2.
value:
1.00 points
A small hair salon in Denver, Colorado, averages about 30 customers on weekdays with a standard deviation of 6. It is safe to assume that the underlying distribution is normal. In an attempt to increase the number of weekday customers, the manager offers a $2 discount on 5 consecutive weekdays. She reports that her strategy has worked since the sample mean of customers during this 5 weekday period jumps to 35. Use Table 1. 
a. 
What is the probability to get a sample average of 35 or more customers if the manager had not offered the discount? (Round your intermediate calculations to 4 decimal places, “z” value to 2 decimal places, and final answer to 4 decimal places.) 
Probability 
[removed] 


This is the webcite to the table
http://lectures.mhhe.com/connect/0073361615/Table/table1.jpg.
4
In order to estimate the mean 30year fixed mortgage rate for a home loan in the United States, a random sample of 28 recent loans is taken. The average calculated from this sample is 5.25%. It can be assumed that 30year fixed mortgage rates are normally distributed with a standard deviation of 0.50%. Compute a 90% and a 99% confidence interval for the population mean 30year fixed mortgage rate. Use Table 1. (Round your intermediate calculations to 4 decimal places, “z” value and final answers to 2 decimal places.) 
Confidence Level 
Confidence Interval 
90% 
[removed]to [removed] 
99% 
[removed]to —— 
http://lectures.mhhe.com/connect/0073361615/Table/table1.jpg.
5. A family is relocating from St. Louis, Missouri, to California. Due to an increasing inventory of houses in St. Louis, it is taking longer than before to sell a house. The wife is concerned and wants to know when it is optimal to put their house on the market. They ask their realtor friend for help and she informs them that the last 26 houses that sold in their neighborhood took an average time of 218 days to sell. The realtor also tells them that based on her prior experience, the population standard deviation is 72 days. Use Table 1. 
a. 
What assumption regarding the population is necessary for making an interval estimate of the population mean? 






b. 
Construct a 90% confidence interval of the mean sale time for all homes in the neighborhood. (Round your intermediate calculations to 4 decimal places, “z” value and final answers to 2 decimal places.)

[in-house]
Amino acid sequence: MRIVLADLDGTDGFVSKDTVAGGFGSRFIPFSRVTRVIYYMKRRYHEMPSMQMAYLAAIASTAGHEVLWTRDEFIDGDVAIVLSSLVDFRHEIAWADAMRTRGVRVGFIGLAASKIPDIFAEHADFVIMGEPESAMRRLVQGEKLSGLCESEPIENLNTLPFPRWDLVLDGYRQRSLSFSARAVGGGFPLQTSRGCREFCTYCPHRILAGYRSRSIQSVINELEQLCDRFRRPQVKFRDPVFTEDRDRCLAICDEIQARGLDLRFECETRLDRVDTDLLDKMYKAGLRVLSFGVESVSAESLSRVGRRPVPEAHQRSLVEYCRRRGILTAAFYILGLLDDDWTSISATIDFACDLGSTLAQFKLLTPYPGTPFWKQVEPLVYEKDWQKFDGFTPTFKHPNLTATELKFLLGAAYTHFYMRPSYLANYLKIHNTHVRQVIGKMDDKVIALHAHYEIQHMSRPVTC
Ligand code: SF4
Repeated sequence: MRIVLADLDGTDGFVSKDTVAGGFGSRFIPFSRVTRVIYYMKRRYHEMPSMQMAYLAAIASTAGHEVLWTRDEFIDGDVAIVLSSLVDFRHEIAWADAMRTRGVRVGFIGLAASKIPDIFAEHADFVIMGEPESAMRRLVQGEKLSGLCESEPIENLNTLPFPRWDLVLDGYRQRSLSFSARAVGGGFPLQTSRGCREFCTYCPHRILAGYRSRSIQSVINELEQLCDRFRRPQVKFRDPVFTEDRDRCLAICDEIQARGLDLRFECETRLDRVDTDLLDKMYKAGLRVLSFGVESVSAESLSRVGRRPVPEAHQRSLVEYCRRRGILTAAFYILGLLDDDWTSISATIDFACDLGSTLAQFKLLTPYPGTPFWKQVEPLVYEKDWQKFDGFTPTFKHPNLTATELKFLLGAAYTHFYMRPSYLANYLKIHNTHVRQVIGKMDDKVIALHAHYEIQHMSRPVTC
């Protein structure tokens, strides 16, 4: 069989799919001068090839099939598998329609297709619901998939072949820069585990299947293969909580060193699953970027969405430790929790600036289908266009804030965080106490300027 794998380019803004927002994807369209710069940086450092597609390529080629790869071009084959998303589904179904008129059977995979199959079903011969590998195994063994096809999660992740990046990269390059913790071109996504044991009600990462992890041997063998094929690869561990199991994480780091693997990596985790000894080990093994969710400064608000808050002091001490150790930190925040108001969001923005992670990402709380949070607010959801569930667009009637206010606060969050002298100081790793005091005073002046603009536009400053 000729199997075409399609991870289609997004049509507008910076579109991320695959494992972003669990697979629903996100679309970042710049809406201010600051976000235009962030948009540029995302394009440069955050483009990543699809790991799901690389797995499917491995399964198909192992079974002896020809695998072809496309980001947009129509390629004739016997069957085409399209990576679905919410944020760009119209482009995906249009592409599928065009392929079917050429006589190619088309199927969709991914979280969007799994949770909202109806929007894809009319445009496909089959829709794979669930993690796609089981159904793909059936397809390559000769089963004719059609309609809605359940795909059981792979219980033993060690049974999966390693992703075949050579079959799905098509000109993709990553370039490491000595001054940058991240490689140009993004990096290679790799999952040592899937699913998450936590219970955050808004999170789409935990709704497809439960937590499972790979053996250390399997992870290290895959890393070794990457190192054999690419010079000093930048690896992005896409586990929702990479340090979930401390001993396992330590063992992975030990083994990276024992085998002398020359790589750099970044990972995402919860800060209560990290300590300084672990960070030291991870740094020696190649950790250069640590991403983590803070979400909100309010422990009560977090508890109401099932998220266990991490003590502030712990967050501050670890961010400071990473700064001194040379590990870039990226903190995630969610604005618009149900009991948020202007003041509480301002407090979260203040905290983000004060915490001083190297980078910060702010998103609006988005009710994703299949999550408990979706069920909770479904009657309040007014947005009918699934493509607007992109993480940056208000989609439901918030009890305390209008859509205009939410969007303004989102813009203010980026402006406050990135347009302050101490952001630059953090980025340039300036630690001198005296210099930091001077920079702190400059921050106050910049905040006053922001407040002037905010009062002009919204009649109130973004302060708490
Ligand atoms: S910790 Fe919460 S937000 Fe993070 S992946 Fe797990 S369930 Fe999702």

Confidence interval 
[removed]to [removed] 
Table http://lectures.mhhe.com/connect/0073361615/Table/table1.jpg.
7. The Chartered Financial Analyst (CFA^{®}) designation is fast becoming a requirement for serious investment professionals. Although it requires a successful completion of three levels of grueling exams, it also entails promising careers with lucrative salaries. A student of finance is curious about the average salary of a CFA^{®} charterholder. He takes a random sample of 36 recent charterholders and computes a mean salary of $158,000 with a standard deviation of $36,000. Use this sample information to determine the 95% confidence interval of the average salary of a CFA^{®} charterholder. Use Table 2. (Round your intermediate calculations to 4 decimal places, “t” value to 3 decimal places, and final answers to a whole number.) 
Confidence interval 
[removed] to [removed] 
Table http://lectures.mhhe.com/connect/0073361615/Table/table1.jpg.
8.
value:
1.00 points
Executive compensation has risen dramatically beyond the rising levels of an average worker’s wage over the years. Sarah is an MBA student who decides to use her statistical skills to estimate the mean CEO compensation in 2010 for all large companies in the United States. She takes a random sample of six CEO compensations. Use Table 2. 
Firm 
Compensation 
Intel 
8.20 
CocaCola 
2.76 
Wells Fargo 
6.57 
Caterpillar 
3.88 
McDonald’s 
6.56 
U.S. Bancorp 
4.10 
SOURCE: http://finance.yahoo.com.
a. 
How will Sarah use the above information to provide a 90% confidence interval of the mean CEO compensation of all large companies in the United States? (Round your intermediate calculations to 4 decimal places, “sample mean” and “sample standard deviation” to 2 decimal places and “t” value to 3 decimal places, and final answers to 2 decimal places.) 
Confidence interval 
$ [removed]to $ [removed] millions 


9. A survey of 1,026 people asked: “What would you do with an unexpected tax refund?” Fortyseven percent responded that they would pay off debts (Vanity Fair, June 2010). Use Table 1. 
a. 
At 95% confidence, what is the margin of error? (Round your intermediate calculations to 4 decimal places, “z” value to 2 decimal places, and final answer to 3 decimal places.) 
Margin of error 
[removed] 
b. 
Construct a 95% confidence interval of the population proportion of people who would pay off debts with an unexpected tax refund. (Use rounded margin of error. Round your answers to 3 decimal places.) 
Confidence interval 
[removed]to [removed] 
No. 10
One in five 18yearold Americans has not graduated from high school (The Wall Street Journal, April 19, 2007). A mayor of a northeastern city comments that its residents do not have the same graduation rate as the rest of the country. An analyst from the Department of Education decides to test the mayor’s claim. In particular, she draws a random sample of 80 18yearolds in the city and finds that 20 of them have not graduated from high school. Use Table 1. 
a. 
Compute the point estimate of the proportion of 18yearolds who have graduated from high school in this city. (Do not round intermediate calculations. Round your answer to 2 decimal places.) 
Point estimate 
[removed] 
b. 
Use this point estimate to derive a 95% confidence interval of the population proportion. (Round your intermediate calculations to 4 decimal places, “z” value to 2 decimal places, and final answers to 3 decimal places.) 
Confidence interval 
[removed] to [removed]